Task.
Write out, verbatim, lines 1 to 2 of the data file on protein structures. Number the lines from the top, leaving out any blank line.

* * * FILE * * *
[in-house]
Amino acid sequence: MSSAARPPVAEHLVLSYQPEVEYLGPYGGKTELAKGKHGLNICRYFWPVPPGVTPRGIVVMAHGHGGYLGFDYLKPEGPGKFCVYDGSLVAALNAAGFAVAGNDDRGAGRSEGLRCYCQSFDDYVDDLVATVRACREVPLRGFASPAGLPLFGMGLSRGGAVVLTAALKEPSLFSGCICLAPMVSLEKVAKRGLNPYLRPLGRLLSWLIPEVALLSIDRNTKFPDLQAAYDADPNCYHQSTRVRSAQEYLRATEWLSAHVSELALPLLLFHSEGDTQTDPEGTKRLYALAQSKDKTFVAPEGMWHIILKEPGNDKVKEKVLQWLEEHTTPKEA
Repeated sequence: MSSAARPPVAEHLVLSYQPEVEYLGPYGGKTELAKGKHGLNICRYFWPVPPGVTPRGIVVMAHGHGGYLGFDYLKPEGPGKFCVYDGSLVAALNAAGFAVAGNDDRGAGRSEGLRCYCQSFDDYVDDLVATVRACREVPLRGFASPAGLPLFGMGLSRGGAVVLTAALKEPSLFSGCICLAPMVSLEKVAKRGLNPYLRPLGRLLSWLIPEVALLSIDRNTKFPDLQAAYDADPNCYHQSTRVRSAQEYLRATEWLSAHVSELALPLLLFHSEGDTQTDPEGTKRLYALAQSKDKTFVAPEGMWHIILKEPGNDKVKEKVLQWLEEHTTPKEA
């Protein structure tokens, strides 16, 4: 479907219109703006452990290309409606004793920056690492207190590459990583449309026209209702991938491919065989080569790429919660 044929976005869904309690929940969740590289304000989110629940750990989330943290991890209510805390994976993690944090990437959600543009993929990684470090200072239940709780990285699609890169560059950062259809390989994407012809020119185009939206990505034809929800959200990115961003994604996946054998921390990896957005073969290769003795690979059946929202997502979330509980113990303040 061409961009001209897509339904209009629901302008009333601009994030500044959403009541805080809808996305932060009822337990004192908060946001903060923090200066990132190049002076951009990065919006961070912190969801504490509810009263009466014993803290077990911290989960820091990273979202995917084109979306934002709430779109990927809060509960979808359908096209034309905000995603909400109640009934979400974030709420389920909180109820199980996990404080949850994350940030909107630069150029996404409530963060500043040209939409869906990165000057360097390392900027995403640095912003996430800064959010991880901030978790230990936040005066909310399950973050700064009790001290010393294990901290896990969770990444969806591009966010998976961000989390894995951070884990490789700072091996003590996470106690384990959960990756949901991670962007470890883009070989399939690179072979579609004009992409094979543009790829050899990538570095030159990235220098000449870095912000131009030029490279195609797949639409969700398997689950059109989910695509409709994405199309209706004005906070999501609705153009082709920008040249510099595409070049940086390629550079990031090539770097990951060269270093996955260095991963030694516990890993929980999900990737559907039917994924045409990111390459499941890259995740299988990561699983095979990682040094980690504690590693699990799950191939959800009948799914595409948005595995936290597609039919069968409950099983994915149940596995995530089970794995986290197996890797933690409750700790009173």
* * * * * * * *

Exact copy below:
[in-house]
Amino acid sequence: MSSAARPPVAEHLVLSYQPEVEYLGPYGGKTELAKGKHGLNICRYFWPVPPGVTPRGIVVMAHGHGGYLGFDYLKPEGPGKFCVYDGSLVAALNAAGFAVAGNDDRGAGRSEGLRCYCQSFDDYVDDLVATVRACREVPLRGFASPAGLPLFGMGLSRGGAVVLTAALKEPSLFSGCICLAPMVSLEKVAKRGLNPYLRPLGRLLSWLIPEVALLSIDRNTKFPDLQAAYDADPNCYHQSTRVRSAQEYLRATEWLSAHVSELALPLLLFHSEGDTQTDPEGTKRLYALAQSKDKTFVAPEGMWHIILKEPGNDKVKEKVLQWLEEHTTPKEA